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Cabeza de Vaca
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    Born in Jerez de la Frontera, Spain
    Álvar Núñez Cabeza de Vaca
    Spanish nobleman, would-be 'conquistador'
    Covered 6,000 miles (9,656 km) of the Gulf of Mexico region
    Travels covered the area from modern-day Texas, across Northern Mexico, to Sonora, and finally to Mexico City
    Among the four survivors of the 1527 Narváez expedition shipwreck
    Expedition was a 600 person endeavor contracted by King Charles V of Spain, designed to start a colony on the Northwest coast of the Gulf of Mexico, to strengthen to strengthen ties between New Spain and modern-day Florida (then La Florida)
    Was later seized and enslaved by a Native American tribe; eventually escaped and wandered west
    Spent eight years traveling across the American southwest, becoming a trader and perceived 'faith healer' to various indigenous tribes (many of whom regarded him and his fellow survivors as 'children of the sun')
    Would finally reconnect with Spanish colonial forces, in Mexico, in 1536
    Appointed adelantado of modern-day Argentina, where he served as Governor and Captain General of Río de la Plata, in 1540
    Published his written account of the expedition, 'La Relacion'/'Naufragios' following his return to Spain, in 1537
    Published a second chronicle of the Narvaez expedition in South America, 'Comentarios,' in 1555
    School kids get a kick out of heavily enunciating his family name (he's rarely identified by his full name).
    The name 'Cabeza de Vaca' roughly translates to 'cow's head.'
    The dates of both his birth and death are hotly disputed.
    For example, his birthdate has variously been listed 1488, 1490, and 1492 (the last of which he would probably prefer).
    His expedition was a disastrous fiasco that failed on every imaginable level (albeit moreso due to Narvaez's incompetence than his own).
    During his time as a wanderer in the Southwest, he made his living by selling colorful seashells.
    His stories of the seven cities of Cibola furnished Spanish delusions of grandeur and appetite for riches.
    He has been accused of exaggerating his exploits to increase his own standing in the Spanish royal court.
    He was jealous that Hernando De Soto was appointed to governor of New Spain's Florida territory over him. So jealous that he not only declined to travel back with De Soto as second-in-command, but also refused to give any cautionary advice about the dangers in the territory.
    He was arrested, stripped of his title as Argentine governor and shipped back to Spain to stand trial, in 1544, on charges of poor administration (charges which were later expunged).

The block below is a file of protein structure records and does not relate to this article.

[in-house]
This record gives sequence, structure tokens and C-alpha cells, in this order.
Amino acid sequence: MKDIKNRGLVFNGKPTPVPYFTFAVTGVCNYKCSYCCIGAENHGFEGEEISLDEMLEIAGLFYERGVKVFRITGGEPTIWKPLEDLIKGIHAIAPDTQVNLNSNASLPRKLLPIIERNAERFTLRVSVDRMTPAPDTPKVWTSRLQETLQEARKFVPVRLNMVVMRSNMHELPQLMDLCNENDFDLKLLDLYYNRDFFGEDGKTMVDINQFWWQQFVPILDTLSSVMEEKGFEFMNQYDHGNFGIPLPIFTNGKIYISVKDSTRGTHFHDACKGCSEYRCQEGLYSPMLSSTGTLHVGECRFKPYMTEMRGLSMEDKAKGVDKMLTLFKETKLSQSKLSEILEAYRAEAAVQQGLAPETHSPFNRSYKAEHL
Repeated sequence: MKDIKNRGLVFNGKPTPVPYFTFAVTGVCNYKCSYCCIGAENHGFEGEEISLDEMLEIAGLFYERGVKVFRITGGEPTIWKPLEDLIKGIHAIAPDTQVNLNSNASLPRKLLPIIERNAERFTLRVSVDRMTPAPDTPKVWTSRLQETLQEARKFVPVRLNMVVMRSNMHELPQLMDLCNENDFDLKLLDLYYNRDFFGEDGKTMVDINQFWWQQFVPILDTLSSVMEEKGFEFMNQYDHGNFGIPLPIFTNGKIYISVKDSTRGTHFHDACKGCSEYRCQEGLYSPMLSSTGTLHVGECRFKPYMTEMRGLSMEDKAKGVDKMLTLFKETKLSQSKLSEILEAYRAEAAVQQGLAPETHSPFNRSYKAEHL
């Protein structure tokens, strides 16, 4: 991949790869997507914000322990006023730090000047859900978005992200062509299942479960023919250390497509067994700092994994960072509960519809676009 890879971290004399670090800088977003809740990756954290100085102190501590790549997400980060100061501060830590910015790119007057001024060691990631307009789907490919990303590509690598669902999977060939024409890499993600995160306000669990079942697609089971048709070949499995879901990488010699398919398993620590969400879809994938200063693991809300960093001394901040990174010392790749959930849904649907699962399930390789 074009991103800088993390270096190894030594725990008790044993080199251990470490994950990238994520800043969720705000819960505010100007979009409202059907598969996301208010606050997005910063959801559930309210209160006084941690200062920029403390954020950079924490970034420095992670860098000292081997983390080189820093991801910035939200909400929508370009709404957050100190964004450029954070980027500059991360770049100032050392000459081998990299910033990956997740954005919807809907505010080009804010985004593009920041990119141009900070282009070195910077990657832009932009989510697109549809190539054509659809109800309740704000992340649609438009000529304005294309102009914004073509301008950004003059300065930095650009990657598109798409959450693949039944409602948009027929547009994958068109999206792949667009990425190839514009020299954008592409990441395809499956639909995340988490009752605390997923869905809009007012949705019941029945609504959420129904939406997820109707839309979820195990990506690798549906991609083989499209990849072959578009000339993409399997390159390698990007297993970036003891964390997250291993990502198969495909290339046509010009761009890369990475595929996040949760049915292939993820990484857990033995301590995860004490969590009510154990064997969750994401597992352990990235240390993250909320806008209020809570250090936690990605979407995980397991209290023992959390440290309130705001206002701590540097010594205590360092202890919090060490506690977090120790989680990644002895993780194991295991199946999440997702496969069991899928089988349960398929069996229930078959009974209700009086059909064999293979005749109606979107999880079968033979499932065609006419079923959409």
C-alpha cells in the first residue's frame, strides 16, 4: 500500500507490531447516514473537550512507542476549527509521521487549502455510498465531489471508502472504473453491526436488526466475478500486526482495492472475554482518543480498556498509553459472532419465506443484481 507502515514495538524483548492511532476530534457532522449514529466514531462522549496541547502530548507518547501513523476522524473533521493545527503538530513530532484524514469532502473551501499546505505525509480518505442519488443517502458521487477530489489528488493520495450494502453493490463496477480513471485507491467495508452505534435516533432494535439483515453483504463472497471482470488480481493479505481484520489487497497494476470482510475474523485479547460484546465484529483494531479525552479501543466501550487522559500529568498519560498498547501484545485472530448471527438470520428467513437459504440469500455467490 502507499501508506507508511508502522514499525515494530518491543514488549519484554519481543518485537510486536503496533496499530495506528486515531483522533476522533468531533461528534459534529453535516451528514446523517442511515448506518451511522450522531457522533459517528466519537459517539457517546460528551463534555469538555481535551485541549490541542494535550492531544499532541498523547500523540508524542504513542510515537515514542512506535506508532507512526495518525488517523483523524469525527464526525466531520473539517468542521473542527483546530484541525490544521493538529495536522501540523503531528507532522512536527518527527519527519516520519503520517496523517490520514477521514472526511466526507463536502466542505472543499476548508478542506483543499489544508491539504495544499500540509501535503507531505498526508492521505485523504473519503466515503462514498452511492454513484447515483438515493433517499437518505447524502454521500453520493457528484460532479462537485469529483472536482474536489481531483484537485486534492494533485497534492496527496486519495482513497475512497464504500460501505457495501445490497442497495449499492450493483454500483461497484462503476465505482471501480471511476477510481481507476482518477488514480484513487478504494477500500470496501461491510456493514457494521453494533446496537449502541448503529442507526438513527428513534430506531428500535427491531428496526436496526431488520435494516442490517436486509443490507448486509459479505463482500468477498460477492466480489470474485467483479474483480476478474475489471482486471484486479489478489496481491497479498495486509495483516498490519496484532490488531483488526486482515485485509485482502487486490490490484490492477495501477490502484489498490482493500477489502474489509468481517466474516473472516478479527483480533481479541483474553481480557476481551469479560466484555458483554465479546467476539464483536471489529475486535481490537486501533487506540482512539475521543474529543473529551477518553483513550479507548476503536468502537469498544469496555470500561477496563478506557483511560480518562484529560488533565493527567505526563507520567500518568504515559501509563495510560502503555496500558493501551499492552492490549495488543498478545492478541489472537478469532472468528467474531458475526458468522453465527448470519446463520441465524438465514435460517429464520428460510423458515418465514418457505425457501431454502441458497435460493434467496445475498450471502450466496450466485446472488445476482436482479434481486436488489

Modern geographers have struggled to trace the exact route he took across the Southwest over the eight year period (he wrote his existing account from memory).
    His account is the first known written description of the American Southwest.
    He is recognized as a pioneer in the field of anthropology.
    As the 'la Plata' governor, he discovered the Iguazu Falls.
    His story was featured in the first episode of Ken Burns' 'The West, a PBS Documentary,' in 1996
    He provided the historical template for Dario Fo's fictional Johan Padan character in his 'Discovery of the Americas' one-man play.
    He was the captain of the Golden Hind, which is the name of the ship that Sir Francis Drake sailed around the world in.
    His detailed travel accounts have been invaluable towards modern researchers, particularly those interested in 16th-century American Indian life (he identified over 20 different tribal nations).
    His writings detail how the kindness of the American Indians kept him alive during his lengthy ordeal.
    During his trek, he learned to respect and even love the native tribes. He later actively spoke out against the enslavement of Indians.
    Spencer Herrera classified his 'Relacion' account as 'the first major contribution to Chicano literature.'
    He advocated that kindness/fairness was more effective than force, when dealing with the Indians. This approach didn't exactly endear him to the governing elite who wanted to use them for forced labor.
    Christopher Columbus and the Pilgrims get all the credit for laying the groundwork for US History, despite the fact that the former never set foot on North American mainland and the latter landed on Plymouth close to a century later.
    An outdoor bronze bust, in Houston, was dedicated to his name in 1986, with an enscription reading 'the modern history of Texas began with this explorer from Spain...'

Credit: BoyWiththeGreenHair

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